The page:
After 36 hours of traveling - through the air, on the road and across the sea - I eventually arrived at the stunningly laid-back Belizean island of Caye Caulker, thanking the respective gods of neck pillows and podcasts.
Contrary to the common misconception, I hadn't only ventured to this corner of the Caribbean to snorkle with sharks, swing in hammocks and gorge on fresh lobster. I was also there on a filmmaking mission with the island’s only high school, and relentless force for social good: the Ocean Academy.
The Ocean Academy opened in 2008 to offer Caye Caulker’s children an education without the prohibitively expensive and lengthy seafaring commute to Belize City. Since its launch, the school has also turned its hand to several social enterprise initiatives that actively encourage pupils to make a sustainable living in the tourism and fishing industries.
My short doc focuses on one of the longest running of these initiatives: Bike with Purpose. Every Thursday, pupils lead visitors on bike tours around Caye Caulker's tiny network of sandy, pot-holed lanes as they point out their favourite spots and tell stories from their childhood. The money is then split between the school and the pupil, all ultimately going towards their education.
|Caye Caulker, Belize © Ryan Chapman|
A popular hippy hangout in the 1970's, Caye Caulker has retained its lazy vibes - whilst avoiding the tide of resortisation that has swept over neighbouring Caye Ambergris - and thoroughly deserves its legendary status throughout the backpacker community.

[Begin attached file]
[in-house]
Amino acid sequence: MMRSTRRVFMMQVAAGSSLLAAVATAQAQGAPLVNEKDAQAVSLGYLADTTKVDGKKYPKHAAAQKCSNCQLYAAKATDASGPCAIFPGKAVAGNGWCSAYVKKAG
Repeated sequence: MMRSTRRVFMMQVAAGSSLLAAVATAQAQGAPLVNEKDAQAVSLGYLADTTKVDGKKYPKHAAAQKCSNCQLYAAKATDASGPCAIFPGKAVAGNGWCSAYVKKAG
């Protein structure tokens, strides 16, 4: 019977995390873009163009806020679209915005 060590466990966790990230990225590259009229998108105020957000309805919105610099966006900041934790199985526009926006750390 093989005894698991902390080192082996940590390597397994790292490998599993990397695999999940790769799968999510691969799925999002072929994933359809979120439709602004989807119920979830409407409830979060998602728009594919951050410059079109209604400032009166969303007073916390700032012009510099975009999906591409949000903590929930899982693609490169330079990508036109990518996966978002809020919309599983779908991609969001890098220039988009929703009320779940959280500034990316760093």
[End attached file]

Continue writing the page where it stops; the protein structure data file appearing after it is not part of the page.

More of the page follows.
Little more than a sand bar, and just a few metres above sea level at its highest point, Caye Caulker is particularly vulnerable to hurricanes and rising seas. But, if this puts the locals on edge, they don't show it. The island’s mantra ‘go slow’ is painted on tree trunks and etched into the minds of locals and tourists alike.
One hazy, lazy afternoon - running slightly late for a coffee appointment - I was stopped by a police officer and, only half-jokingly told that I was walking too fast. "Go slow" he softly demanded with something approaching a smile, though sternly enough for me to take note.
I was on my way to meet Joni Miller, a Canadian teacher who had originally just come to Caye Caulker on a snorkelling trip in 1999. She was struck by the lack of opportunities for the island’s youngsters and later returned to establish the Ocean Academy.
Today, she's probably the busiest person on the island, dedicating every ounce of energy into giving Caye Caulker's children the best possible start in life.
The film I made with Joni at the Ocean Academy can be viewed below and on Destination: Utopia, a platform for sharing ideas and initiatives from around the world that inspire positive change.